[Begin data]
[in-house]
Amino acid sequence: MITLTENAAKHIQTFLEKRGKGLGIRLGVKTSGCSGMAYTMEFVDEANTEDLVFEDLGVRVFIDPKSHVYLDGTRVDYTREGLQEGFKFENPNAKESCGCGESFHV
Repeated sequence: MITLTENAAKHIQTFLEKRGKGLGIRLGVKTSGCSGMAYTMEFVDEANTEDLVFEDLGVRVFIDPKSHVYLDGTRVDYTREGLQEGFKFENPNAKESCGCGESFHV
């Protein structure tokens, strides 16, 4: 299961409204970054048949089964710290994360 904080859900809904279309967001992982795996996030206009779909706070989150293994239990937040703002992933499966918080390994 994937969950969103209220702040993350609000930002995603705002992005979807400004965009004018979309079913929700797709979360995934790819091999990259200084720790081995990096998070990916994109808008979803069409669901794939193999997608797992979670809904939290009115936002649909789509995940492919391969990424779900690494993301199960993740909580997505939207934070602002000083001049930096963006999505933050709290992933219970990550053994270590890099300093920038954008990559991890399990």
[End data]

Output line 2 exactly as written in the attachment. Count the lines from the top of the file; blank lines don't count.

Amino acid sequence: MITLTENAAKHIQTFLEKRGKGLGIRLGVKTSGCSGMAYTMEFVDEANTEDLVFEDLGVRVFIDPKSHVYLDGTRVDYTREGLQEGFKFENPNAKESCGCGESFHV